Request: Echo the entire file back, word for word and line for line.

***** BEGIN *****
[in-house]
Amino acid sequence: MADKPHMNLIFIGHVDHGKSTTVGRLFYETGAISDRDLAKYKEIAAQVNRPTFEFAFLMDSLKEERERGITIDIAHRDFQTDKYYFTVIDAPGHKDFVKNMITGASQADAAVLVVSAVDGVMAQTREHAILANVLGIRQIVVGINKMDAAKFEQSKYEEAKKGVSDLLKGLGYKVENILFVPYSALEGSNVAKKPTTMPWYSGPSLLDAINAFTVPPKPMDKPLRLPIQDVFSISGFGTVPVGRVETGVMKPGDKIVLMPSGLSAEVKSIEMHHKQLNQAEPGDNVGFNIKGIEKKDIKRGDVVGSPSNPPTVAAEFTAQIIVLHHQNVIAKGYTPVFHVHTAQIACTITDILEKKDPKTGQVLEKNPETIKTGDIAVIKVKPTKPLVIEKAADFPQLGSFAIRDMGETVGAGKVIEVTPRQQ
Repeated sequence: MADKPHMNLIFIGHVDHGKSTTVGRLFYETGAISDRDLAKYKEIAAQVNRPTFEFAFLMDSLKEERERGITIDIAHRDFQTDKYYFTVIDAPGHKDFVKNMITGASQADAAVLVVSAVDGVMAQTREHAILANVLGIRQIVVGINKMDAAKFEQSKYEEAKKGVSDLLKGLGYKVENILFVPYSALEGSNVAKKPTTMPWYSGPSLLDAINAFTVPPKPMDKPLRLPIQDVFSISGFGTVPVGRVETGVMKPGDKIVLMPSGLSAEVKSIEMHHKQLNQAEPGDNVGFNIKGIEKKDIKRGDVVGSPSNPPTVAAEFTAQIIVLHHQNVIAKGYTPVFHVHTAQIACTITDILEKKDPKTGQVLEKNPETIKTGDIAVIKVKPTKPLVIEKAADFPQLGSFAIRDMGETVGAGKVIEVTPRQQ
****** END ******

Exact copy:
[in-house]
Amino acid sequence: MADKPHMNLIFIGHVDHGKSTTVGRLFYETGAISDRDLAKYKEIAAQVNRPTFEFAFLMDSLKEERERGITIDIAHRDFQTDKYYFTVIDAPGHKDFVKNMITGASQADAAVLVVSAVDGVMAQTREHAILANVLGIRQIVVGINKMDAAKFEQSKYEEAKKGVSDLLKGLGYKVENILFVPYSALEGSNVAKKPTTMPWYSGPSLLDAINAFTVPPKPMDKPLRLPIQDVFSISGFGTVPVGRVETGVMKPGDKIVLMPSGLSAEVKSIEMHHKQLNQAEPGDNVGFNIKGIEKKDIKRGDVVGSPSNPPTVAAEFTAQIIVLHHQNVIAKGYTPVFHVHTAQIACTITDILEKKDPKTGQVLEKNPETIKTGDIAVIKVKPTKPLVIEKAADFPQLGSFAIRDMGETVGAGKVIEVTPRQQ
Repeated sequence: MADKPHMNLIFIGHVDHGKSTTVGRLFYETGAISDRDLAKYKEIAAQVNRPTFEFAFLMDSLKEERERGITIDIAHRDFQTDKYYFTVIDAPGHKDFVKNMITGASQADAAVLVVSAVDGVMAQTREHAILANVLGIRQIVVGINKMDAAKFEQSKYEEAKKGVSDLLKGLGYKVENILFVPYSALEGSNVAKKPTTMPWYSGPSLLDAINAFTVPPKPMDKPLRLPIQDVFSISGFGTVPVGRVETGVMKPGDKIVLMPSGLSAEVKSIEMHHKQLNQAEPGDNVGFNIKGIEKKDIKRGDVVGSPSNPPTVAAEFTAQIIVLHHQNVIAKGYTPVFHVHTAQIACTITDILEKKDPKTGQVLEKNPETIKTGDIAVIKVKPTKPLVIEKAADFPQLGSFAIRDMGETVGAGKVIEVTPRQQ